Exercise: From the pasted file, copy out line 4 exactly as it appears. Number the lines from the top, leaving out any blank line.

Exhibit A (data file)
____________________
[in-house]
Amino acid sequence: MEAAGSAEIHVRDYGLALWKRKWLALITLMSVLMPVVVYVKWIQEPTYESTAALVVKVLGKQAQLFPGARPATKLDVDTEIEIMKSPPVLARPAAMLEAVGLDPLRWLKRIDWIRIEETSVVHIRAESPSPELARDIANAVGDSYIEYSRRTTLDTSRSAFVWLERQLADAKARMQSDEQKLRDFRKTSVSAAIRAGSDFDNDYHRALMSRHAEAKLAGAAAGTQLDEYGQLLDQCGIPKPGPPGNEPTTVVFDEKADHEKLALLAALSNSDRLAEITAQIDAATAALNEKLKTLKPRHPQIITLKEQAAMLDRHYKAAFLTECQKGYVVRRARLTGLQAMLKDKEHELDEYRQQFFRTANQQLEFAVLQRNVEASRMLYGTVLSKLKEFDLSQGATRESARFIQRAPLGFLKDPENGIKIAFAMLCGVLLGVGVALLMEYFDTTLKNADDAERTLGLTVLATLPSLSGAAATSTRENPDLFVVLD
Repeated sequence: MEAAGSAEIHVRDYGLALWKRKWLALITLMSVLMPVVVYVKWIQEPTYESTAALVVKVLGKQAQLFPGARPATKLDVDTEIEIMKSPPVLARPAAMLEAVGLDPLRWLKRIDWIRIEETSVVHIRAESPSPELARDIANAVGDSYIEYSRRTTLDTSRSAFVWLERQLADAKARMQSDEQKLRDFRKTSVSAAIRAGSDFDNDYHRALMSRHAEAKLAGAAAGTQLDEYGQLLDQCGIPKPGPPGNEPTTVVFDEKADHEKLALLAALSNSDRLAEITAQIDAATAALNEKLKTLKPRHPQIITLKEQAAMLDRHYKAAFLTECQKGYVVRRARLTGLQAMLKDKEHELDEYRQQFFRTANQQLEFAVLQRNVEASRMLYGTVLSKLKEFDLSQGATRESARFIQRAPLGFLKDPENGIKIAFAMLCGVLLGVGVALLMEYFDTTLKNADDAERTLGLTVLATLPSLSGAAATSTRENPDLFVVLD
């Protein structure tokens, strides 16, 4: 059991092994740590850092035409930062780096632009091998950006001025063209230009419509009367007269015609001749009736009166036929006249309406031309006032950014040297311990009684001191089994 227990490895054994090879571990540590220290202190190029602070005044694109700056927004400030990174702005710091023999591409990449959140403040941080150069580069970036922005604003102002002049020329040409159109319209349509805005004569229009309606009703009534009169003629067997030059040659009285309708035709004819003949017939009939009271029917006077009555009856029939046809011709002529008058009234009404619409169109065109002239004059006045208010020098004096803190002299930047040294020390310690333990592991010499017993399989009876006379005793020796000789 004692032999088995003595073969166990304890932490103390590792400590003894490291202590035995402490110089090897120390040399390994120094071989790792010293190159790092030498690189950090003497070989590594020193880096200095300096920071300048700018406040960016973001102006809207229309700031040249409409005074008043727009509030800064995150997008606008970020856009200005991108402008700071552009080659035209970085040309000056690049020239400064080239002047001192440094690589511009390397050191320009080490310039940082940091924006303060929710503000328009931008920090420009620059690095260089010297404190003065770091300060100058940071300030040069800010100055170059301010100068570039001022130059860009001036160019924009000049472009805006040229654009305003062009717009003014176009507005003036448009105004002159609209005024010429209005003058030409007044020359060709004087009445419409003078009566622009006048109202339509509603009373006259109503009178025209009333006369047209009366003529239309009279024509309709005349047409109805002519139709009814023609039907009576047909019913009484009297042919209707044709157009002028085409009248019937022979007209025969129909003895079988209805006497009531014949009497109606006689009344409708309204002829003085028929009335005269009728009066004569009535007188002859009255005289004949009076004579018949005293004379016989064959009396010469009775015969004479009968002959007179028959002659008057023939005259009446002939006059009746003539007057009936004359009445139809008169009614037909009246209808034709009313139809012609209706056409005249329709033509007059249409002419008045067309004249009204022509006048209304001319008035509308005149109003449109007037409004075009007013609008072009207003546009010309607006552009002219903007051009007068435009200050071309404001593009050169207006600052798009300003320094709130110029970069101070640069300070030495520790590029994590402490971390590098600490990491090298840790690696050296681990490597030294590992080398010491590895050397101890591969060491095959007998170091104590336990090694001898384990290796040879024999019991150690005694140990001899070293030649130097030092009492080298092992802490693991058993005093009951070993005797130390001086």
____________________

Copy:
């Protein structure tokens, strides 16, 4: 059991092994740590850092035409930062780096632009091998950006001025063209230009419509009367007269015609001749009736009166036929006249309406031309006032950014040297311990009684001191089994 227990490895054994090879571990540590220290202190190029602070005044694109700056927004400030990174702005710091023999591409990449959140403040941080150069580069970036922005604003102002002049020329040409159109319209349509805005004569229009309606009703009534009169003629067997030059040659009285309708035709004819003949017939009939009271029917006077009555009856029939046809011709002529008058009234009404619409169109065109002239004059006045208010020098004096803190002299930047040294020390310690333990592991010499017993399989009876006379005793020796000789 004692032999088995003595073969166990304890932490103390590792400590003894490291202590035995402490110089090897120390040399390994120094071989790792010293190159790092030498690189950090003497070989590594020193880096200095300096920071300048700018406040960016973001102006809207229309700031040249409409005074008043727009509030800064995150997008606008970020856009200005991108402008700071552009080659035209970085040309000056690049020239400064080239002047001192440094690589511009390397050191320009080490310039940082940091924006303060929710503000328009931008920090420009620059690095260089010297404190003065770091300060100058940071300030040069800010100055170059301010100068570039001022130059860009001036160019924009000049472009805006040229654009305003062009717009003014176009507005003036448009105004002159609209005024010429209005003058030409007044020359060709004087009445419409003078009566622009006048109202339509509603009373006259109503009178025209009333006369047209009366003529239309009279024509309709005349047409109805002519139709009814023609039907009576047909019913009484009297042919209707044709157009002028085409009248019937022979007209025969129909003895079988209805006497009531014949009497109606006689009344409708309204002829003085028929009335005269009728009066004569009535007188002859009255005289004949009076004579018949005293004379016989064959009396010469009775015969004479009968002959007179028959002659008057023939005259009446002939006059009746003539007057009936004359009445139809008169009614037909009246209808034709009313139809012609209706056409005249329709033509007059249409002419008045067309004249009204022509006048209304001319008035509308005149109003449109007037409004075009007013609008072009207003546009010309607006552009002219903007051009007068435009200050071309404001593009050169207006600052798009300003320094709130110029970069101070640069300070030495520790590029994590402490971390590098600490990491090298840790690696050296681990490597030294590992080398010491590895050397101890591969060491095959007998170091104590336990090694001898384990290796040879024999019991150690005694140990001899070293030649130097030092009492080298092992802490693991058993005093009951070993005797130390001086």